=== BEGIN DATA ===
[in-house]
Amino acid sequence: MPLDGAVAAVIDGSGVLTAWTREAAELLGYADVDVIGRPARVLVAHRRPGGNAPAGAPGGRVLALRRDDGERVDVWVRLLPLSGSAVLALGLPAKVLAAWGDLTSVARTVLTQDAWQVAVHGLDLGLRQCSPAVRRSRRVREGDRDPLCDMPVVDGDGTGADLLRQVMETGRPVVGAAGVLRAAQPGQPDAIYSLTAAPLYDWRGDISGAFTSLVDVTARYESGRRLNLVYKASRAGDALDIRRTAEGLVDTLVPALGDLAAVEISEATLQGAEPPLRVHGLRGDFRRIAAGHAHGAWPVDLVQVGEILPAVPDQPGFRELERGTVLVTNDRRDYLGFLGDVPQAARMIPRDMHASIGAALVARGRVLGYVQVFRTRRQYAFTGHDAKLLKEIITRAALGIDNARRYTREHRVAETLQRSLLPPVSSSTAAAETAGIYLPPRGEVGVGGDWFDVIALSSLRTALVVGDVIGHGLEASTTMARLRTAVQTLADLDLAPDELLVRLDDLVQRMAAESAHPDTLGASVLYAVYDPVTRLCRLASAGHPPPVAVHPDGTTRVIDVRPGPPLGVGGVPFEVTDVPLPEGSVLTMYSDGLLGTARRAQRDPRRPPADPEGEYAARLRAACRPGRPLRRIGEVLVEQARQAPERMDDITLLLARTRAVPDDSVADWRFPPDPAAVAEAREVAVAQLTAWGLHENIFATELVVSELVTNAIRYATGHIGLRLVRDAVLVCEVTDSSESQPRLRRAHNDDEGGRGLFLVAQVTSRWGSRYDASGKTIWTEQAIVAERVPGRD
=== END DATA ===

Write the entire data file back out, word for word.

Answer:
[in-house]
Amino acid sequence: MPLDGAVAAVIDGSGVLTAWTREAAELLGYADVDVIGRPARVLVAHRRPGGNAPAGAPGGRVLALRRDDGERVDVWVRLLPLSGSAVLALGLPAKVLAAWGDLTSVARTVLTQDAWQVAVHGLDLGLRQCSPAVRRSRRVREGDRDPLCDMPVVDGDGTGADLLRQVMETGRPVVGAAGVLRAAQPGQPDAIYSLTAAPLYDWRGDISGAFTSLVDVTARYESGRRLNLVYKASRAGDALDIRRTAEGLVDTLVPALGDLAAVEISEATLQGAEPPLRVHGLRGDFRRIAAGHAHGAWPVDLVQVGEILPAVPDQPGFRELERGTVLVTNDRRDYLGFLGDVPQAARMIPRDMHASIGAALVARGRVLGYVQVFRTRRQYAFTGHDAKLLKEIITRAALGIDNARRYTREHRVAETLQRSLLPPVSSSTAAAETAGIYLPPRGEVGVGGDWFDVIALSSLRTALVVGDVIGHGLEASTTMARLRTAVQTLADLDLAPDELLVRLDDLVQRMAAESAHPDTLGASVLYAVYDPVTRLCRLASAGHPPPVAVHPDGTTRVIDVRPGPPLGVGGVPFEVTDVPLPEGSVLTMYSDGLLGTARRAQRDPRRPPADPEGEYAARLRAACRPGRPLRRIGEVLVEQARQAPERMDDITLLLARTRAVPDDSVADWRFPPDPAAVAEAREVAVAQLTAWGLHENIFATELVVSELVTNAIRYATGHIGLRLVRDAVLVCEVTDSSESQPRLRRAHNDDEGGRGLFLVAQVTSRWGSRYDASGKTIWTEQAIVAERVPGRD